Then reflect on the whole process – Consider: the quality and usability of your recordings; the effect of layering and juxtaposition of both the audio and the video and; the things you learnt from working with this kind of audio and video.
I found this to be a really interesting exercise, joining together audio and video together shot on completely different days, with no knowledge that we would have to put them together to create a cohesive one minute piece of film. On reviewing the footage and trying to join together I found that the video that we shot was much more useable than the audio. I think that this may have been due having a week in between recording the audio and the video, as it gave a chance to review and reflect on the footage and think about the video and what we were going to shoot before going out.
I found it hard to find ways to join together the audio and video when editing, mostly because there was little to no connection between them. This lead to me having to edit together and layer the audio I recorded separately, with the audio from the video we shot.
One of the most interesting things I have taken away from this exercise is seeing how other people have interpreted the exercise. Getting a chance to see Miguel’s finished exercise was fascinating as we had the same video footage to work with, but interpreted them in very different ways.
Select from one of the readings and briefly describe two points that you have taken from it. Points that excite you, something that was completely new to you. (Please put a full stop when you return so we get a paragraph break. Makes it easier to read.)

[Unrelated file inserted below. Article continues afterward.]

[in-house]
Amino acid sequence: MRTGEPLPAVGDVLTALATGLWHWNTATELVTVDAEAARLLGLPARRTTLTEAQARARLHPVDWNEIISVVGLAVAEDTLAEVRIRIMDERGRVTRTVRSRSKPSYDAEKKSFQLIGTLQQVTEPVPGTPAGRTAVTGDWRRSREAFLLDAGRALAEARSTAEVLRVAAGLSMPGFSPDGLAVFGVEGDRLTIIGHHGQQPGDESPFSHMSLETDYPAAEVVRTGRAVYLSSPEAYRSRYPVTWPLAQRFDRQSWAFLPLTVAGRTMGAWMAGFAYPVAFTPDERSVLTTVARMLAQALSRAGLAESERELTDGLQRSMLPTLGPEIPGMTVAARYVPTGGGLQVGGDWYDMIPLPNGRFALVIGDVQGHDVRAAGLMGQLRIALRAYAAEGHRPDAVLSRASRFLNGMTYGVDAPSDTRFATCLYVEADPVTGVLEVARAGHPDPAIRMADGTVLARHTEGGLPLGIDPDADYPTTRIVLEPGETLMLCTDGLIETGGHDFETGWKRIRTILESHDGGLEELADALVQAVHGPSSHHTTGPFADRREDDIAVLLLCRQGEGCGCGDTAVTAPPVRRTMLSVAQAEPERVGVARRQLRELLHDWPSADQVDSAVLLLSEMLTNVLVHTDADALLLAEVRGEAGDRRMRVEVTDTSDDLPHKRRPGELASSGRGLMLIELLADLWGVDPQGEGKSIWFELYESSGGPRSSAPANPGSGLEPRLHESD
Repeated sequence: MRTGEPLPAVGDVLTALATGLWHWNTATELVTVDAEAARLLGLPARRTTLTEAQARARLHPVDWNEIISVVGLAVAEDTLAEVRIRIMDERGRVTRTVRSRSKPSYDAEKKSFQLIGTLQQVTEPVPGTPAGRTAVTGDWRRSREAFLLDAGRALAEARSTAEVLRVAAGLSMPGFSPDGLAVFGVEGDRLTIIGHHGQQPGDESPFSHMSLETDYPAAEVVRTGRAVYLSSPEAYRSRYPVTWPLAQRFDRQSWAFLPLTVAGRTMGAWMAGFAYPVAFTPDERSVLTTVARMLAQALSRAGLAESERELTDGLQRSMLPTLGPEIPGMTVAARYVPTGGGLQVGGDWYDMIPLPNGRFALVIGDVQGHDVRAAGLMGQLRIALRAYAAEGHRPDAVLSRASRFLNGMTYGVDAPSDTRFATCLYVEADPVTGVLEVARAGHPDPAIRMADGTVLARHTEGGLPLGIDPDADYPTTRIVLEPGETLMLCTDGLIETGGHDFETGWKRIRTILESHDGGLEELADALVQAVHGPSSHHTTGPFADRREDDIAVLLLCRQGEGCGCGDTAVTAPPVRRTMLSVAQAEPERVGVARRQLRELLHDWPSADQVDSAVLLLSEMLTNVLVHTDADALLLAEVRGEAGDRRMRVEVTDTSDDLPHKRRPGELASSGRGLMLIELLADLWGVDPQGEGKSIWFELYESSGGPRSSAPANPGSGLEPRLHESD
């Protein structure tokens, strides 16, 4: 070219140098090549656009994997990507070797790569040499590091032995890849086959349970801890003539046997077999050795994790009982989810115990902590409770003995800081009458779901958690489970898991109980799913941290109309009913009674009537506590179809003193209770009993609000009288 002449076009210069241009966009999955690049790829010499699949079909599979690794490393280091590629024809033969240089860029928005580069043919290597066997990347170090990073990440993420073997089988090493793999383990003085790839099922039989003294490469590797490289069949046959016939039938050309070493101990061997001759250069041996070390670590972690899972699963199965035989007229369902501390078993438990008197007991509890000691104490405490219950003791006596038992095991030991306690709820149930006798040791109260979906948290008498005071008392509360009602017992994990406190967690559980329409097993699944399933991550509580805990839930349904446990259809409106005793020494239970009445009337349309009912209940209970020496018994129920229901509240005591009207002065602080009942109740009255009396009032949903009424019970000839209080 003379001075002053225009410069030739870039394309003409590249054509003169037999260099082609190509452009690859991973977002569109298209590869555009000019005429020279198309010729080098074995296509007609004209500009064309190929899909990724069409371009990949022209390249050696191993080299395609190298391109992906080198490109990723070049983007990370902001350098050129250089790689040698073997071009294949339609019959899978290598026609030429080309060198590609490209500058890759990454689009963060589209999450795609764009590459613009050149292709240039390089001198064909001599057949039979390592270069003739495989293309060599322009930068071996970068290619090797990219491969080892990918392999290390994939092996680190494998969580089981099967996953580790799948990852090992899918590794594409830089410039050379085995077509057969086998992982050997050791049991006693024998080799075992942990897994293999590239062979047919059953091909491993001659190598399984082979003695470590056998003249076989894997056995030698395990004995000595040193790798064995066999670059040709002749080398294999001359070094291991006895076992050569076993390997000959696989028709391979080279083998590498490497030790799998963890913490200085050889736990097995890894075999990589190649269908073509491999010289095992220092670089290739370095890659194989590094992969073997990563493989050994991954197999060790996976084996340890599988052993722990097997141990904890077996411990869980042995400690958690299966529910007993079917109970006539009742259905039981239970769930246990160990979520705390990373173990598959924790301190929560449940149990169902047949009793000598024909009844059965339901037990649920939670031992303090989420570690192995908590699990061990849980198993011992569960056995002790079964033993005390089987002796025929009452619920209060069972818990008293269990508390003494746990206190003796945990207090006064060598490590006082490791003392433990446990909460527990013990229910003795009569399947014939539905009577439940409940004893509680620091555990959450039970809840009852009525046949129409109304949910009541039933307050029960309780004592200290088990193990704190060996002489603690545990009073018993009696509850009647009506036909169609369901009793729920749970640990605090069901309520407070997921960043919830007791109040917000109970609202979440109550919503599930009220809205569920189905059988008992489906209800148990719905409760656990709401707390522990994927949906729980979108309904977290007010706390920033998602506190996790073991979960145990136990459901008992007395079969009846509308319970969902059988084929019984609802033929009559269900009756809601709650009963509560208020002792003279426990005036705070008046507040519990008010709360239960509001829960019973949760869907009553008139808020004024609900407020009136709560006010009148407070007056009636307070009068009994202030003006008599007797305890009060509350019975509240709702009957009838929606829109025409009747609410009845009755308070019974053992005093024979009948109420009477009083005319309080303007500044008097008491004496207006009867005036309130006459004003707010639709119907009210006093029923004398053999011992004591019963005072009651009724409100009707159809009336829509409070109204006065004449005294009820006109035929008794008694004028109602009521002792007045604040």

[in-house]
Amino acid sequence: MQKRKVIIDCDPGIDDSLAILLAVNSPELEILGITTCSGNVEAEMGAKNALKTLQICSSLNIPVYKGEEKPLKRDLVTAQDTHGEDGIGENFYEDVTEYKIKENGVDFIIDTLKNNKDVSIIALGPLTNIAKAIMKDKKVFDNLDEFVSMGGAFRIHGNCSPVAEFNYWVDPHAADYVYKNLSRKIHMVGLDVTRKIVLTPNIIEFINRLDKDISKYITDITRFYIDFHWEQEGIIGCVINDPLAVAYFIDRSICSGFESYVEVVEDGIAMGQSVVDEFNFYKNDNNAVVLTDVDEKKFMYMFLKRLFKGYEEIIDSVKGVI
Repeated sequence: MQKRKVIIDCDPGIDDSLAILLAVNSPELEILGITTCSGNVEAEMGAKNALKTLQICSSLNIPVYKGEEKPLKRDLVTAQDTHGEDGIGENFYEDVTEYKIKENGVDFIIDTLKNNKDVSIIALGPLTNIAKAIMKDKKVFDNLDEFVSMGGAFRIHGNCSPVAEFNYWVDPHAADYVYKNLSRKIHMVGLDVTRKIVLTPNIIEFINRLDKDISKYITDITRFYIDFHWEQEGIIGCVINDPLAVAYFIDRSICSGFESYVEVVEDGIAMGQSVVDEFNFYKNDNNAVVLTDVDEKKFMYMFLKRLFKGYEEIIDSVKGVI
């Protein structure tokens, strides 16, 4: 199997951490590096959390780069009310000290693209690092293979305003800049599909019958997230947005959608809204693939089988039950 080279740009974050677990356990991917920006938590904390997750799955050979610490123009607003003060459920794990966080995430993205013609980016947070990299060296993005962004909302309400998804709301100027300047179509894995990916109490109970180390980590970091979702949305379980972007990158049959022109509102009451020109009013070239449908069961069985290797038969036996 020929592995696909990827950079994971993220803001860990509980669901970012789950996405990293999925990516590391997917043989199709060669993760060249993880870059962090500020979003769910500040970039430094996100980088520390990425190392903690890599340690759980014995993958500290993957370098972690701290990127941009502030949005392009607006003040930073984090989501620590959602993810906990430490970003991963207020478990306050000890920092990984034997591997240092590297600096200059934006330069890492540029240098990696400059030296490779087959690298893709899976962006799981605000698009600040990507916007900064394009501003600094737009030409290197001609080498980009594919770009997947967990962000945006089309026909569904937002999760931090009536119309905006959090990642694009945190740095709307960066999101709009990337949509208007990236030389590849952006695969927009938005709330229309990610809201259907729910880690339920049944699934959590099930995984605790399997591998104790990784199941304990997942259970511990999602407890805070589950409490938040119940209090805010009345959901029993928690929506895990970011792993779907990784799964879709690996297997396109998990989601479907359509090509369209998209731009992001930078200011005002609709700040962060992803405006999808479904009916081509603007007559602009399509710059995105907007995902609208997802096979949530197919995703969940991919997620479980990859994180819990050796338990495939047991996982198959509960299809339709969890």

Paul Ward’s Fiction and Non Fiction: The Great Divide (2005), explores the relationship between “fiction, non-fiction and documentary” (pg.31) and how these things overlap and interact. He explores how the tensions between drama and documentary and how these can be constructed.
One of the interesting things I found that Ward discusses is how reality TV is constructed and can be considered ‘real’ and how it is constructed. He uses the example of Big Brother to demonstrate how documentary just relies on real people essentially acting, and having a “highly developed sense of performance” (Ward 2005, p.36).
Another of the interesting things I found in Ward’s reading was his discussion of several retellings of Aileen Wuornos’ story. The several different film retellings utilise different levels of fiction and non-fiction to different effects. Ward explores these ‘fly-on-the-wall’ style constructed documentaries allow a different level of intimacy and information than is been expected from traditional dramas.